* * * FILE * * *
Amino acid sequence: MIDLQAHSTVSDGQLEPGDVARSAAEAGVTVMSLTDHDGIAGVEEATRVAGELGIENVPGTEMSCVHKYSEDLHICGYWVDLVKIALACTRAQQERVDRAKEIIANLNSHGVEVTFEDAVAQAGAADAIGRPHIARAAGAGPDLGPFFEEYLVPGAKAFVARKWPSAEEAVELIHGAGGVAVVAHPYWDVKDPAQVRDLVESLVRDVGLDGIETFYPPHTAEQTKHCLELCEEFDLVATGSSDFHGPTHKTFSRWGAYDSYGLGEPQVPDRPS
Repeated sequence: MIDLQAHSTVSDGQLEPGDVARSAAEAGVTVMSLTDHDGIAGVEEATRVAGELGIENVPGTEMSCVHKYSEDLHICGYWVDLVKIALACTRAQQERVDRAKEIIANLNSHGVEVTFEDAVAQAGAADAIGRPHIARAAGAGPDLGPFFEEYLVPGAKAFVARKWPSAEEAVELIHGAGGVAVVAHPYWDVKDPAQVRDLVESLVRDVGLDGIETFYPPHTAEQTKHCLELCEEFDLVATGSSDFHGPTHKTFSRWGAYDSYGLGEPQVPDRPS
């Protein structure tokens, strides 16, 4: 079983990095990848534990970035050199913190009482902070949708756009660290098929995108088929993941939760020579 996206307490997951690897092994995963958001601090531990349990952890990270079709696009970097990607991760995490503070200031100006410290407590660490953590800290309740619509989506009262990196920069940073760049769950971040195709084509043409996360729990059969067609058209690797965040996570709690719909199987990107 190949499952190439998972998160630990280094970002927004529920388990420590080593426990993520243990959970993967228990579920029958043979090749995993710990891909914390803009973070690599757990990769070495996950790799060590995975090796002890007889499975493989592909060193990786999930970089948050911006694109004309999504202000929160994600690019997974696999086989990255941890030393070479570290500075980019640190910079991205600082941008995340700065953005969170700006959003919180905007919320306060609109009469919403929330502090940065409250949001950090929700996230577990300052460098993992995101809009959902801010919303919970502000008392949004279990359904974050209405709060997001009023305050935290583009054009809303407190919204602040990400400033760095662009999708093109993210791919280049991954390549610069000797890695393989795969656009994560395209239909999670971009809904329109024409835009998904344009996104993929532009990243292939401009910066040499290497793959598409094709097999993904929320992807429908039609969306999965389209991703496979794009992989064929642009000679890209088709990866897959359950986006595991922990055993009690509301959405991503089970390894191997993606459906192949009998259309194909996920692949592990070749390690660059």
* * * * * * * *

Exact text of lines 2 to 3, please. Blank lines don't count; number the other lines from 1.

Repeated sequence: MIDLQAHSTVSDGQLEPGDVARSAAEAGVTVMSLTDHDGIAGVEEATRVAGELGIENVPGTEMSCVHKYSEDLHICGYWVDLVKIALACTRAQQERVDRAKEIIANLNSHGVEVTFEDAVAQAGAADAIGRPHIARAAGAGPDLGPFFEEYLVPGAKAFVARKWPSAEEAVELIHGAGGVAVVAHPYWDVKDPAQVRDLVESLVRDVGLDGIETFYPPHTAEQTKHCLELCEEFDLVATGSSDFHGPTHKTFSRWGAYDSYGLGEPQVPDRPS
């Protein structure tokens, strides 16, 4: 079983990095990848534990970035050199913190009482902070949708756009660290098929995108088929993941939760020579 996206307490997951690897092994995963958001601090531990349990952890990270079709696009970097990607991760995490503070200031100006410290407590660490953590800290309740619509989506009262990196920069940073760049769950971040195709084509043409996360729990059969067609058209690797965040996570709690719909199987990107 190949499952190439998972998160630990280094970002927004529920388990420590080593426990993520243990959970993967228990579920029958043979090749995993710990891909914390803009973070690599757990990769070495996950790799060590995975090796002890007889499975493989592909060193990786999930970089948050911006694109004309999504202000929160994600690019997974696999086989990255941890030393070479570290500075980019640190910079991205600082941008995340700065953005969170700006959003919180905007919320306060609109009469919403929330502090940065409250949001950090929700996230577990300052460098993992995101809009959902801010919303919970502000008392949004279990359904974050209405709060997001009023305050935290583009054009809303407190919204602040990400400033760095662009999708093109993210791919280049991954390549610069000797890695393989795969656009994560395209239909999670971009809904329109024409835009998904344009996104993929532009990243292939401009910066040499290497793959598409094709097999993904929320992807429908039609969306999965389209991703496979794009992989064929642009000679890209088709990866897959359950986006595991922990055993009690509301959405991503089970390894191997993606459906192949009998259309194909996920692949592990070749390690660059």